Quick Tips on “hearing” with horses

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Horses don’t speak our language, but they make it pretty easy to understand theirs. A good number even try hard to interpret messages that aren’t responsive to their style, but want to please so much, they figure out what you want and do it anyway. Being sensitive to simple to read horse cues and using human aids in a manner that is easier on the horse can make your equine interactions a lot more rewarding – and safer.

Watch the eyes
Forget 1000 words, your horse’s eye will tell you volumes more than any picture about what he is thinking. This can change quickly and it behooves you to be cognizant of the message when holding the horse for a vet or blacksmith, asking him to do something new, starting him under saddle or any handling or riding activity that may be cause for concern in the eyes of your equine buddy. If you spend a little bit of time focused on this body part, you’ll learn quickly how to read the eye of any horse. Notice what an eye looks like right before a horse blows, when he’s relaxed, when he’s scared, when he’s about to retaliate and any other time when it will help you and him to predict how he is reacting to what you are doing. Once you develop this skill, it can also tell you a great deal about the temperament and background of a horse you are to ride for the first time or one you are considering as a future purchase.

Pay attention to ears and head carriage
Of course, it’s obvious that ears flat back against the neck signify anger or the onset of aggressive behavior, but there’s a lot you can do to predict and avoid challenging situations when riding by keeping an eye on what’s going on in front of you. An attentive horse keeps his ears moving or tends to have one ear cocked back toward you. Ears straight forward rarely signals happiness – be ready for a spook or spin as this often indicates something ahead has the horse’s attention and concern. This is also the case if the horse suddenly raises his head slightly. By simply watching what your horse’s ears and neck are doing while aboard, it’s easy to change what you are doing to get his attention, calm him down or assure him all is O.K. Don’t stiffen, tighten and stop breathing if you see him ready to react, as this will only make him more concerned and you less secure in the saddle. Instead, relax, sit deep, talk to him, take a deep breath and try to see what may be bothering him. Most importantly, let him draw confidence and courage from you in your calm, assured and patient response to helping him concur his fears.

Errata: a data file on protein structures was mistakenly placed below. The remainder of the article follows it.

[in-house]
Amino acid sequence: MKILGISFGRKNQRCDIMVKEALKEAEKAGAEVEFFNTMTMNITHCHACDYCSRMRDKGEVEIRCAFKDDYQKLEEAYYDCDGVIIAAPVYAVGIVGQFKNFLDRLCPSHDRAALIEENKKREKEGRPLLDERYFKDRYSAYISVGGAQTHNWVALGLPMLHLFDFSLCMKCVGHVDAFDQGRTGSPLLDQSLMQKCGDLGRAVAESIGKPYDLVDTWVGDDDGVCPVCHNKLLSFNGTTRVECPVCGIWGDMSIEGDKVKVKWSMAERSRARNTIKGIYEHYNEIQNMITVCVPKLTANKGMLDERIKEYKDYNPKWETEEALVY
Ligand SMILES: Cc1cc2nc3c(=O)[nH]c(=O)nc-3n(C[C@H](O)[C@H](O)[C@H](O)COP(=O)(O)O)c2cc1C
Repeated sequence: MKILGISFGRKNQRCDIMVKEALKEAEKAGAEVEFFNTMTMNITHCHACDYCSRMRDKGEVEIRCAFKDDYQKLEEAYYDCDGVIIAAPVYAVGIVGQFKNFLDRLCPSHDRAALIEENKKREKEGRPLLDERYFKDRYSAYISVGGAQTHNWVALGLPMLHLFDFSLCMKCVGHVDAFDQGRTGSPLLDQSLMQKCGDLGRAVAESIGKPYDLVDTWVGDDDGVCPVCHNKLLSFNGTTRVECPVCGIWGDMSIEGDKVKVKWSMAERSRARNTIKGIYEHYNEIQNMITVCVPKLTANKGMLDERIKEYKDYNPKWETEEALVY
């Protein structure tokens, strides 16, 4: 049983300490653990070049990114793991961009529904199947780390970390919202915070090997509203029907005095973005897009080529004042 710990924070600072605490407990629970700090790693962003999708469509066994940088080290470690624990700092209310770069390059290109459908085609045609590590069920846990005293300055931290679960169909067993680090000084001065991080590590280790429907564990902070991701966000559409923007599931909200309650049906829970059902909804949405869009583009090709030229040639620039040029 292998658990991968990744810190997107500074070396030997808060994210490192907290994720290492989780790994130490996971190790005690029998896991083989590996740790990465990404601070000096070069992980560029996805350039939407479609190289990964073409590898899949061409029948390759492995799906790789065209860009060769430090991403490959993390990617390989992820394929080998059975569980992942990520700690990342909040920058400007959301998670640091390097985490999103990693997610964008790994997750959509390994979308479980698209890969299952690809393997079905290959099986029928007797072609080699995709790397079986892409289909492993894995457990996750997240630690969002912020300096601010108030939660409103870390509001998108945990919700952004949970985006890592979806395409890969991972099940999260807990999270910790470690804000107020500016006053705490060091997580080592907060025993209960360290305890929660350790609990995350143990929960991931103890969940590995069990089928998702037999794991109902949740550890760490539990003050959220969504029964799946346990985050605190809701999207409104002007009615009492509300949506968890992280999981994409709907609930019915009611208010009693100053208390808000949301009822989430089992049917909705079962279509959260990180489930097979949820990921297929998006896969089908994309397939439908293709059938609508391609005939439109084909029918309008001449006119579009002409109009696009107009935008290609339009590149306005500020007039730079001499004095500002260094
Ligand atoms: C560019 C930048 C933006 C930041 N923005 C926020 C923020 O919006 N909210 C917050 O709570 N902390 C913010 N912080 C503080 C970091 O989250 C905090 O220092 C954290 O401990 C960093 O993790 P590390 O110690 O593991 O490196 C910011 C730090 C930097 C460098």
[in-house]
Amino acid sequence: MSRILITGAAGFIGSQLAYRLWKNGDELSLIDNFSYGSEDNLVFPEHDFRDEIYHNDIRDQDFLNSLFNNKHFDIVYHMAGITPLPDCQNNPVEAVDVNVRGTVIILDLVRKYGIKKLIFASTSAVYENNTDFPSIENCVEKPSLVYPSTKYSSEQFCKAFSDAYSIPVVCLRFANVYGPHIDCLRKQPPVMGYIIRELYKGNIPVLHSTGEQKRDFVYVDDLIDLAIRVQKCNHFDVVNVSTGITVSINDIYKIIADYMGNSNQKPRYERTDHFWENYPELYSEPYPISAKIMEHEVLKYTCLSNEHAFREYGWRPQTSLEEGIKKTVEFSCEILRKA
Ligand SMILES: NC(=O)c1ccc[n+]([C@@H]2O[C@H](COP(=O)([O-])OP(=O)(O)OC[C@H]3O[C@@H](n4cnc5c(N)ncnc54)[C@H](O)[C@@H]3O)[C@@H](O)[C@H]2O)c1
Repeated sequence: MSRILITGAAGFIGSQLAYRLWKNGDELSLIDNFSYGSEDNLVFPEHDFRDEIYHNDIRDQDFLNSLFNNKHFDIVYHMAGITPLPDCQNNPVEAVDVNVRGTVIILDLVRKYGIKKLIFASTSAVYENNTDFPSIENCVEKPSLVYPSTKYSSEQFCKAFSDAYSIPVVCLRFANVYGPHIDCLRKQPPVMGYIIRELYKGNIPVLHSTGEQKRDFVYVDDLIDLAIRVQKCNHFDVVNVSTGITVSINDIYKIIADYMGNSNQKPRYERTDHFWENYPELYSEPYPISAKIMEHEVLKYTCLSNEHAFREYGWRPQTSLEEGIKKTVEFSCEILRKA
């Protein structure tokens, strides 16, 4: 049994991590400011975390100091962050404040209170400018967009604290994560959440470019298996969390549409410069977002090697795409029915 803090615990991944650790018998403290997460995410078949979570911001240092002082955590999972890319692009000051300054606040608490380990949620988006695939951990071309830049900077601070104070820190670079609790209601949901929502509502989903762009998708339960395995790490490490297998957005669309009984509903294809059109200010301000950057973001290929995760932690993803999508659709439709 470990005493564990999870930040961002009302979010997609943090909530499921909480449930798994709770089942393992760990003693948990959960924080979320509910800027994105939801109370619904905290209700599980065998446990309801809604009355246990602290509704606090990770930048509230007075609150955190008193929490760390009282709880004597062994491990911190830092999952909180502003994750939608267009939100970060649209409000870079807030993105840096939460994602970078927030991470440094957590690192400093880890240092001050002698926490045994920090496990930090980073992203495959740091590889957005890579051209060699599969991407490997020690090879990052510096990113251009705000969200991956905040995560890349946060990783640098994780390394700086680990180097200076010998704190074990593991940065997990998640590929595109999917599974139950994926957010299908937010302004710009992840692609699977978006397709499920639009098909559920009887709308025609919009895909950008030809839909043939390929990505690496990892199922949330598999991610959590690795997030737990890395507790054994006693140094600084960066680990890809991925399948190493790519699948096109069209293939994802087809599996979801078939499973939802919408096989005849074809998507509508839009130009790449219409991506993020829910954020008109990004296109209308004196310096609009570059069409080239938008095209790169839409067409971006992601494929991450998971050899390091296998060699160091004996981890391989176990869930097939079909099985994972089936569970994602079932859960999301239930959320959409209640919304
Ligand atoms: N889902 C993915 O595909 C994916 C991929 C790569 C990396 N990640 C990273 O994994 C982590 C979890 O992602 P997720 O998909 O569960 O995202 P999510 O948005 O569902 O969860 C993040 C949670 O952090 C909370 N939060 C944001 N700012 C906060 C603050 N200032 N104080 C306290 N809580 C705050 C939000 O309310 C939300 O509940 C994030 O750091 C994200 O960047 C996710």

Yank and Kick doesn’t work very well with most horses
There’s a lot more to steering than hauling on the reins and far better ways to encourage a horse to move forward than ratcheting up your leg pressure. Want to get a horse to root, fling his head and neck around and learn to ignore your hand aids? Take a good hold of the reins and don’t let go when he responds. Want dead sides on your horse? Kick harder and harder when he doesn’t respond and make sure you keep doing it when he gives you a little bit of what you want. Sure, an old seasoned lesson horse will tolerate this and usually do what you want, but they’re not very happy about it. Try it with a young horse and you’ll have years of undoing to fix the problems that ensue. Instead, learn it’s the release that usually gets the reaction. Always take and give and stop the pressure the minute you get any response in the direction you seek. Learn to use your seat in a deep and relaxed fashion to slow or stop a horse and in a driving and slightly behind-the-vertical position to send him forward. The seat is so overlooked by many who ride, yet communicates more to the horse than any other aid. Be conscious of what you are doing with it.

We’ll expand on this a bit in a later blog post and explore body language and other tools you can use when working with a horse from the ground.

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